BOGOTA, Colombia — A former defense minister promising to build on President Alvaro Uribe's security gains took an early but convincing lead Sunday in Colombia's presidential elections.
With 42 percent of the votes counted, Juan Manuel Santos had 46 percent against 22 percent for Antanas Mockus, a maverick outsider pledging clean government.
Santos was even winning in Bogota, seen as Mockus' stronghold, with 40 percent of the vote to 27 percent for the capital's former two-time mayor.
If no candidate in the field of nine wins a simple majority on Sunday, the two top vote-getters will meet in a June 20 runoff.
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Third with 10 percent was German Vargas of Cambio Radical, which along with Santos' National Unity party belongs to Uribe's governing coalition.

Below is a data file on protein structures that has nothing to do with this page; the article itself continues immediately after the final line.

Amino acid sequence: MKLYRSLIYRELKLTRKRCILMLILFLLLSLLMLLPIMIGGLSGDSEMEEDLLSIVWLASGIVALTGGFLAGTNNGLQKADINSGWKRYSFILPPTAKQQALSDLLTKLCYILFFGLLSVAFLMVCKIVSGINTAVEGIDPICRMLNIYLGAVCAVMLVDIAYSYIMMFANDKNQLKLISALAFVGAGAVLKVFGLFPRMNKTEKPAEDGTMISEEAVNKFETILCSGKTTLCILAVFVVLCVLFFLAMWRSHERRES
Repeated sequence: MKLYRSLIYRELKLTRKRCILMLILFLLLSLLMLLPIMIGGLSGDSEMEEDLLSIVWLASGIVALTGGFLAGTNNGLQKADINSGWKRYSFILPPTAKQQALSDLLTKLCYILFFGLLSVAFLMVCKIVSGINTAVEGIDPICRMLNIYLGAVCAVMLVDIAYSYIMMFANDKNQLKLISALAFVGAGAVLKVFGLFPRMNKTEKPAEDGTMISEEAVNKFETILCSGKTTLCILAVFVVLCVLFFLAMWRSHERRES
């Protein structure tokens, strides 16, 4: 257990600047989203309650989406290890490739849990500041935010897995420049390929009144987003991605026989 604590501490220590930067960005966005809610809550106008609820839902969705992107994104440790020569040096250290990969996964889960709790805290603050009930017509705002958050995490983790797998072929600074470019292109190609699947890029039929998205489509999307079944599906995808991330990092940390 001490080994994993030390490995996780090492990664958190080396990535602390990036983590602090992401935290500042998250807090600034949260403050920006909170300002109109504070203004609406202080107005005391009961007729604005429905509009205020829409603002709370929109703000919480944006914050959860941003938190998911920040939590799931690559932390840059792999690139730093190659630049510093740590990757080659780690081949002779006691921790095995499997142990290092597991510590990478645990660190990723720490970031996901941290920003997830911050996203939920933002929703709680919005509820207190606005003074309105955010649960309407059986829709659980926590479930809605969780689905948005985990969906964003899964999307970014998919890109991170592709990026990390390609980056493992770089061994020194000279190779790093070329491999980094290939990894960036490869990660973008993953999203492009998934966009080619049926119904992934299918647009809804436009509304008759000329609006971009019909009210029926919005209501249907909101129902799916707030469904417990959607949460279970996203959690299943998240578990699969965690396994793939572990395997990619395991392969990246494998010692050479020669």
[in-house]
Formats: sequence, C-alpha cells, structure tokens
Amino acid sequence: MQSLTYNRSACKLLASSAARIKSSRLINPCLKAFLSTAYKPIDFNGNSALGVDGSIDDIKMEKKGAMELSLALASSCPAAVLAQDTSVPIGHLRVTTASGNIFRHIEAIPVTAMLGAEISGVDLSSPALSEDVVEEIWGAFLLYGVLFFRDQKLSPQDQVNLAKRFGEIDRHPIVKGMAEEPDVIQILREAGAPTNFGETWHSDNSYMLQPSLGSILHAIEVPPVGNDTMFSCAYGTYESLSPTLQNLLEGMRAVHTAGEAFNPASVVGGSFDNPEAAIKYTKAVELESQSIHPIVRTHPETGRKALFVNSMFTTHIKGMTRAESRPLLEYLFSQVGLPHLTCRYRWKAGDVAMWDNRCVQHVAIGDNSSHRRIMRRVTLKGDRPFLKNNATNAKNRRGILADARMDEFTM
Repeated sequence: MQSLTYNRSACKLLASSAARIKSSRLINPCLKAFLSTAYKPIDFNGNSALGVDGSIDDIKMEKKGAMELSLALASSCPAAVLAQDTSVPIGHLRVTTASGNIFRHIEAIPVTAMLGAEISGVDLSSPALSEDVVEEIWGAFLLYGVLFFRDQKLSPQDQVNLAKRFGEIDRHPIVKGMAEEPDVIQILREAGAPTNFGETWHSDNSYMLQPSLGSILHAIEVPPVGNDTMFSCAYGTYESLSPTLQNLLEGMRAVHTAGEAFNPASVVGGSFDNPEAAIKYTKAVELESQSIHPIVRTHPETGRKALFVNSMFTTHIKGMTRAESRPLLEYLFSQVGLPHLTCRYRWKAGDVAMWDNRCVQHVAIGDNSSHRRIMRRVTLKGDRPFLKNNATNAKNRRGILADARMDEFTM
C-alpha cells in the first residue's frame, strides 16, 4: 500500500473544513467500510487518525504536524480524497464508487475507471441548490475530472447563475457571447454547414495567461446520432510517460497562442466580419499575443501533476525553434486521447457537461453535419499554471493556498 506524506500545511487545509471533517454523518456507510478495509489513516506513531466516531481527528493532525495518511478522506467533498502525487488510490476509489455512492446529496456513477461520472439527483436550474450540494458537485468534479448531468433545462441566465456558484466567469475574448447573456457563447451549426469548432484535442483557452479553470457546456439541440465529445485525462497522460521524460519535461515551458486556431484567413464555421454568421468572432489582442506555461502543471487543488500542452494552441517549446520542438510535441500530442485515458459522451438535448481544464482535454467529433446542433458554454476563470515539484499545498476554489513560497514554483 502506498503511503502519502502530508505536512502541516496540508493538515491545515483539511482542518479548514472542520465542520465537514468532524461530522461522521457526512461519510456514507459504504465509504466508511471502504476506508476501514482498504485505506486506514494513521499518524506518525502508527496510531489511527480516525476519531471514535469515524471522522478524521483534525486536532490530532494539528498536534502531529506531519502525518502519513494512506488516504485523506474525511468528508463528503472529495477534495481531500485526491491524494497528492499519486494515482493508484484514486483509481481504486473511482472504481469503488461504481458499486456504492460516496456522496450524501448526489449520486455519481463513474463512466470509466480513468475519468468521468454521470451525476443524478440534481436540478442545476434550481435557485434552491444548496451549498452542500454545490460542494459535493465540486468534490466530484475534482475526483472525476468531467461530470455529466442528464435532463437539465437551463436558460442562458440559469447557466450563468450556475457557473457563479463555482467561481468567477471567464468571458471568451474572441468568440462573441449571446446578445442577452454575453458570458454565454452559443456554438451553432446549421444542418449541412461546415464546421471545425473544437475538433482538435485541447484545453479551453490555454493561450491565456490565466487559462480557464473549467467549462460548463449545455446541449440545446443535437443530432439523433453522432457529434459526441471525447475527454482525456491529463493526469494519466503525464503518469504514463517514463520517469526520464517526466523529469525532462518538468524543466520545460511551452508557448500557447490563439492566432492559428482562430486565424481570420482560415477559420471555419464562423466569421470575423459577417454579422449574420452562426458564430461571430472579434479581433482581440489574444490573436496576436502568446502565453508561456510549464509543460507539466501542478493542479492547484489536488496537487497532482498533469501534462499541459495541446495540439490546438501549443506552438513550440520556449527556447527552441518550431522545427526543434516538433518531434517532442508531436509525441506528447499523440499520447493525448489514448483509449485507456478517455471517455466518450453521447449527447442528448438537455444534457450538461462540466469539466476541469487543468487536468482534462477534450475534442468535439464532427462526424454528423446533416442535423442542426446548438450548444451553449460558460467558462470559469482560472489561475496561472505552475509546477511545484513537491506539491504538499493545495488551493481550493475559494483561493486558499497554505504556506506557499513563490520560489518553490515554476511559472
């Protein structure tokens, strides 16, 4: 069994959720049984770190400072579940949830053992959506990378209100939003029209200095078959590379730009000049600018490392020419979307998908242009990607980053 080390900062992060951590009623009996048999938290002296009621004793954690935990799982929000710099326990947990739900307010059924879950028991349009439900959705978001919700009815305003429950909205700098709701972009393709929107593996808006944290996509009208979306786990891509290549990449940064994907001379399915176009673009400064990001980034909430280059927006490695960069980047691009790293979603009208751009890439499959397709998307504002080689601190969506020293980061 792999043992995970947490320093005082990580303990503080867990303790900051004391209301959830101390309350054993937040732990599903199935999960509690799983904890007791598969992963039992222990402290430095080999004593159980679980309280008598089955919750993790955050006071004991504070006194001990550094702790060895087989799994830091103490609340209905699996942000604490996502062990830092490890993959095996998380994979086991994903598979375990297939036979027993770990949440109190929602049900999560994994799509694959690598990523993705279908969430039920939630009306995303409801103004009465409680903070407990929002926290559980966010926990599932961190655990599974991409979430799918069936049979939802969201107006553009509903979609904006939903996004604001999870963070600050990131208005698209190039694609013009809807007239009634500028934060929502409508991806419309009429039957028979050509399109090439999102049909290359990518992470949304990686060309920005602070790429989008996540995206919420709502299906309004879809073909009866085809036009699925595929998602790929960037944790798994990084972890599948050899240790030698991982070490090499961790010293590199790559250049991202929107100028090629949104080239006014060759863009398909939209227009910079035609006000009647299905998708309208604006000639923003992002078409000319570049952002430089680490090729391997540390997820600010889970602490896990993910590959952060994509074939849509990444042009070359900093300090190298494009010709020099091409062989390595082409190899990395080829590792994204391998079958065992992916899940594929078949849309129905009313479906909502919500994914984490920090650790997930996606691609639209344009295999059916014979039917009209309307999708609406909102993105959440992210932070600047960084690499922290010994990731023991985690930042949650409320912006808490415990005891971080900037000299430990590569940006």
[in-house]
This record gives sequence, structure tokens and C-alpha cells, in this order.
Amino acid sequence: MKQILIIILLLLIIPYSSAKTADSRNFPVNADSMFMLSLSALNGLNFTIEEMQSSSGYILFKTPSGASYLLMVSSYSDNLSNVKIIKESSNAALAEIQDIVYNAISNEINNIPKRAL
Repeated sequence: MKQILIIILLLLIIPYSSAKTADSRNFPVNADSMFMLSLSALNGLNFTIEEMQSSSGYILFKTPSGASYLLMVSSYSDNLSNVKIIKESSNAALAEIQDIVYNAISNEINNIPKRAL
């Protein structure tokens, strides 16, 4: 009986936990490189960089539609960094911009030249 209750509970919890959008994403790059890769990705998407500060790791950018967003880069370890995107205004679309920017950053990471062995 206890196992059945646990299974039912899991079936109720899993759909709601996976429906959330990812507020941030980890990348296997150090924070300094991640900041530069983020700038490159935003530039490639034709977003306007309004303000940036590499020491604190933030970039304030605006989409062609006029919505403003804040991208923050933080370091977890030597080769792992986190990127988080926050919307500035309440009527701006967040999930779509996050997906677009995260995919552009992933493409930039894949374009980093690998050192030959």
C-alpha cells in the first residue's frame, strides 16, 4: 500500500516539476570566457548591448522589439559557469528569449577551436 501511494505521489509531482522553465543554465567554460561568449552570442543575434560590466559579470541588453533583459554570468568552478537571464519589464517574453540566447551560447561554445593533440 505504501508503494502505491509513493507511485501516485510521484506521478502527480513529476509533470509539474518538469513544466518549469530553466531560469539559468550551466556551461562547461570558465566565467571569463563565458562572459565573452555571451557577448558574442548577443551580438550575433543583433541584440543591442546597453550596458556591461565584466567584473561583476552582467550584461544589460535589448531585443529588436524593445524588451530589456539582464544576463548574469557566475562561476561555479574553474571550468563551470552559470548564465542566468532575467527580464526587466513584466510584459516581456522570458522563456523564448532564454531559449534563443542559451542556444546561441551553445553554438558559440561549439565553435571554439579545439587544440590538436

The main opposition candidate, Gustavo Petro of the leftist Polo Democratico Alternativo, had nine percent support. Five other candidates shared the remaining votes.
Santos, a 58-year-old a Cabinet minister in three administrations, had been in a statistical dead heat in pre-election polls with Mockus, the son of Lithuanian immigrants and a former two-time Bogota mayor running on the Green Party slate.
Although generally peaceful, Sunday was marked by nearly two dozen firefights with leftist rebels that claimed the lives of at least three soldiers, a potent reminder that Colombia's half century-old conflict is far from resolved.